Great Britain

Number of 'chip pan' fires is on the rise in West Yorkshire

FIRES caused by chip pans and cooking with hot oil are on the rise in West Yorkshire, according to a report by the fire service.

Despite the popularity of chip pans decreasing over the years, around eight per cent of all house fires in the region are caused by chip pans or other hot oil cooking techniques like woks and karahis.

In the past year alone there has been 93 such fires, up from 78 the previous year.

It was the highest number of hot oil fires in a single year since 2015.

West Yorkshire Fire Authority - a group of local Councillors that look at the biggest issues facing West Yorkshire Fire and Rescue Service, asked for a report into chip pan fires due to the high number of blazes caused by the cooking method.

On Friday the Authority’s Community Safety Committee will be given a report on the “Occurrence of Hot Oil Fires” at an online meeting.

The report reveals claims that while the highest numbers of these fires occur in late afternoon, a high number take place late at night or in the early hours of the morning, with many being linked to people cooking while under the influence of alcohol.

Firefighters called to chip pan fire at house in Low Moor

In the 2019/20 financial year - which ended in April, there were 26 hot oil fires in Bradford. This was up from 21 the previous year.

Bradford city centre and Manningham are the two Bradford wards that have seen the most call outs due to hot oil fires in recent years.

The area of West Yorkshire with the most fires is Leeds’ City and Hunslet ward, followed by Middleton Park and Armley.

The report says: “As a service we are noting a slight increase in the number of fires involving cooking with hot oil. This is a county wide trend occurring across a wide cross section of the community.

“We will continue to monitor the occurrence of fire caused by hot oil cooking and if significant trends begin to develop in a specific area or within a specific community group we will tailor our approach accordingly.”

Referring the areas with the highest call outs for such fires, the report adds: “These wards have been identified in our current integrated risk management plan as high and very high risk due to population density and levels of deprivation. As such, our prevention activities are focussed on trying to reduce the risk in these areas.”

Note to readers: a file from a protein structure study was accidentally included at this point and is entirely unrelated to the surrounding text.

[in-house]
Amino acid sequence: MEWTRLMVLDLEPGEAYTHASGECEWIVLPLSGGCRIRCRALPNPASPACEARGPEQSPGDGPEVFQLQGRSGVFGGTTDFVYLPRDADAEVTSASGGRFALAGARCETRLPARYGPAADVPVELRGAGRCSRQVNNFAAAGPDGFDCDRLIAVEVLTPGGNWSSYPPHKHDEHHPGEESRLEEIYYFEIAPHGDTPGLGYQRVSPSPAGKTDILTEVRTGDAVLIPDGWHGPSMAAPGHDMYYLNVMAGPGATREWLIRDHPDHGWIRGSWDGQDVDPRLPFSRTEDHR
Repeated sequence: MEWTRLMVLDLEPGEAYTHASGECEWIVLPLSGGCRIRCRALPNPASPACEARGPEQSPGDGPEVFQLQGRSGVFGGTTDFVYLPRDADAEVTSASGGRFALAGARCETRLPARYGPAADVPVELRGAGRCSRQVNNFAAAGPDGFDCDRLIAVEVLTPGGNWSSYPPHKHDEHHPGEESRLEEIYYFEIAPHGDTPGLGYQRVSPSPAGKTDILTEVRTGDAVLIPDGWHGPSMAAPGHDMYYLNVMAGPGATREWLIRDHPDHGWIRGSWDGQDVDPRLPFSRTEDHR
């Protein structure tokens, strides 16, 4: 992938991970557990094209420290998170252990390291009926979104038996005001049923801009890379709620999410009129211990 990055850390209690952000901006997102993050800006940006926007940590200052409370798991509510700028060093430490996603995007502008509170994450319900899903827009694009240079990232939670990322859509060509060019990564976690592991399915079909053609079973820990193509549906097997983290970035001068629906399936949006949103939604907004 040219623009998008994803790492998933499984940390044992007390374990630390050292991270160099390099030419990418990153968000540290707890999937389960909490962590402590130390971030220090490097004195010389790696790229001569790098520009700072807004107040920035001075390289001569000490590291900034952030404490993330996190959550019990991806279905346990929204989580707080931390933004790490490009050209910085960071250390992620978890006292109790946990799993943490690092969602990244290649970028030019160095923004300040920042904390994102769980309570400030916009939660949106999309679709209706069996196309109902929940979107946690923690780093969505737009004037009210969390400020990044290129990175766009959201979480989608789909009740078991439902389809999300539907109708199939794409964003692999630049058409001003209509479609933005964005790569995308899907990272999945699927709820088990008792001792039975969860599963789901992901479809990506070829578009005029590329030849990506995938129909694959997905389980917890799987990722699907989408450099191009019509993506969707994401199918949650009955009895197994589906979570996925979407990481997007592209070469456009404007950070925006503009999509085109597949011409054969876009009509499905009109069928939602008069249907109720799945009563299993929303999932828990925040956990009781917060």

Of the 393 chip pan and hot oil fires in West Yorkshire in the past five years, 59 took place between 11pm and 4am - and the Fire Service says cooking while drunk is one of the biggest risk factors for hot oil fires.

The report says: “When we evaluate the occurrence of chip pans by time of day. It is disappointing to see that hot oil fires continue to occur at times traditionally associated with alcohol and cooking.

“We will continue to lead with safety messages around the dangers of drinking alcohol and cooking.”

According to the fire service, the three main causes of hot oil fires are:

• The oil or fat in the pan gets too hot and catches fire

• The oil or melted fat spills onto the cooker either because the pan has been filled too high.

• Being distracted during cooking or leaving the chip pan unattended.

Members will be told that officers provide advice to families on how to cook safely during safe and well visits.

Advice on how to avoid hot oil fires

• Never leave cooking unattended. Take pans off the heat and switch them off if you have to leave the kitchen

• Avoid cooking if you have been drinking alcohol, using recreational drugs or taking medication which makes you drowsy

• Take extra care if you are wearing loose clothing when cooking as it can easily catch fire. Consider wearing an apron

• Keep tea towels, cloths and other flammable materials away from your oven and hob

• Keep your oven, hob, extractor hood and grill clean; a build-up of fat and grease can make a fire spread quickly

• Don’t overfill your chip pan; ensure it’s no more than a third full of oil when in use

• Never throw water on a deep fat fryer or oil pan

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